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time management

Contributor(s): Ivy Wigmore

Time management is the coordination of tasks and activities to maximize the effectiveness of an individual's efforts. Essentially, the purpose of time management is enabling people to get more and better work done in less time.

Elements include organization, planning and scheduling to best take advantage of the time available to the individual, while also taking into account that individual's particular situation and relevant characteristics.

The benefits of effective time management apply equally to both the business and its employees. When employees' working hours are managed to best effect, they tend to be happier, more creative and less prone to burnout. For the business, that translates to lower absenteeism and turnover rates and more productivity, innovation and employee advocacy -- which in turn provide more benefits, such as an enhanced corporate reputation and employee recruitment.

Dr. Mallary Tytel, president of Healthy Workplaces in Bolton, Connecticut categorizes barriers to effective time management as either internal or external factors. Internal barriers include factors like discipline and procrastination; external barriers include factors like workload, job and workplace constraints and available corporate resources.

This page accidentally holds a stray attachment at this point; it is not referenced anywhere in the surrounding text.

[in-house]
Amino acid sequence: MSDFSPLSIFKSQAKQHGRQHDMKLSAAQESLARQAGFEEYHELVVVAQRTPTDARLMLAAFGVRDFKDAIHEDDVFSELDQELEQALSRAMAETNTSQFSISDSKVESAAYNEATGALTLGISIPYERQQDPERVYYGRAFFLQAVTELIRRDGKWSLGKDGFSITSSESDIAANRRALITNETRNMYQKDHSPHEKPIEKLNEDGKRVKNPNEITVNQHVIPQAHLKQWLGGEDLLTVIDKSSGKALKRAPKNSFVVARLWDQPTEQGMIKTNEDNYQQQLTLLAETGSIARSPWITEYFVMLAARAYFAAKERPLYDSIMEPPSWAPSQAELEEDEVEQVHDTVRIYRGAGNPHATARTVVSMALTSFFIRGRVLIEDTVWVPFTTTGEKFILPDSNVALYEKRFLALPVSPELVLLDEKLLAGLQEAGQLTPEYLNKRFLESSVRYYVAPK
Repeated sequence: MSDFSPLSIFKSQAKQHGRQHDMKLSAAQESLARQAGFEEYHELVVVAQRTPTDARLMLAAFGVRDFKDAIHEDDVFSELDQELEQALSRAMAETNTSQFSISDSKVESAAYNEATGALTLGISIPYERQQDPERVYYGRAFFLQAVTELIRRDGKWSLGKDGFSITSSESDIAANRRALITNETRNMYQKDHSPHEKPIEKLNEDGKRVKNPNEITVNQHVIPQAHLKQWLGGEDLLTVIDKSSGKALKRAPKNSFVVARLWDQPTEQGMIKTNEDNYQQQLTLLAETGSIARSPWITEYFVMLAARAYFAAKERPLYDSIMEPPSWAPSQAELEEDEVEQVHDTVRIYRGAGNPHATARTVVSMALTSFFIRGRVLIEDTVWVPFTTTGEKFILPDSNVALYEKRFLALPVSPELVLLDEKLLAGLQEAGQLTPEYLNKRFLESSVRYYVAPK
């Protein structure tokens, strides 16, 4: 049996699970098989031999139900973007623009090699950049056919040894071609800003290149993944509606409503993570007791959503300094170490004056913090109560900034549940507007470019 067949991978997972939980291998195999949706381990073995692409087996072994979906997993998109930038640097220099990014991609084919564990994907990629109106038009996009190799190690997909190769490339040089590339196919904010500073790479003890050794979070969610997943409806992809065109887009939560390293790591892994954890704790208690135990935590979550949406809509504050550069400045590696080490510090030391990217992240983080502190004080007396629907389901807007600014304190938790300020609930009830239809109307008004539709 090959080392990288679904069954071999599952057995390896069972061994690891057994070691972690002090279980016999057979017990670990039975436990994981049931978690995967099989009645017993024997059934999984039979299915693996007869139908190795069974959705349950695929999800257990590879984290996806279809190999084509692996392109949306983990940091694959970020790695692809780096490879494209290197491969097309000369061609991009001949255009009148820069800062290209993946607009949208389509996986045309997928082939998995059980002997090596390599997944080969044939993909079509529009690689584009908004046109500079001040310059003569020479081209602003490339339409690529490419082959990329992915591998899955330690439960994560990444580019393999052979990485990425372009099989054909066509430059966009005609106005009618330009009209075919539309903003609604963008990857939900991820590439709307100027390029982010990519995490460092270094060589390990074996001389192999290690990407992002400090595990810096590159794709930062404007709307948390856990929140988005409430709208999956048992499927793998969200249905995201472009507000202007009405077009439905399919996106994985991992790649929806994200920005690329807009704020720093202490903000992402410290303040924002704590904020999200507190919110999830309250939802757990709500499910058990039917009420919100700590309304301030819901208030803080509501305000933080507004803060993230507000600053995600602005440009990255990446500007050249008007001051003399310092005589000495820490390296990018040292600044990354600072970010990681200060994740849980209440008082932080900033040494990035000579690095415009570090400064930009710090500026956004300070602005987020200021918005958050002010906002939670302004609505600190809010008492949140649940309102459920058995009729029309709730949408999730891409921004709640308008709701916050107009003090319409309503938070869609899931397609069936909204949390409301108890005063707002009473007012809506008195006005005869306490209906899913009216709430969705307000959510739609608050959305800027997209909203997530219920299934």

A few tips on time management:

  • Keep a journal of activities for a week to identify the times of day when you are likely to be most productive. Use that information to guide scheduling tasks.
  • Take time at the start of each day to make a plan for what you want to achieve and how you intend to do it. 
  • Schedule tasks according to priority and include unscheduled time in your day. 
  • Manage your communication availability. Open your email and instant messaging applications at scheduled times rather than leaving them open all day. 
  • Follow other email management best practices such as processing your email in batches and organizing messages to be dealt with at a later time.
  • Assume that you will nevertheless be interrupted periodically and add time to tasks to allow for that inevitability.
  • Manage your workload: Don't agree to more work than you can comfortably do and discuss unreasonable demands with management.

See also: work-life balance, 70 percent rule

See Carnegie Mellon professor Randy Pausch's lecture on time management:

This was last updated in January 2015

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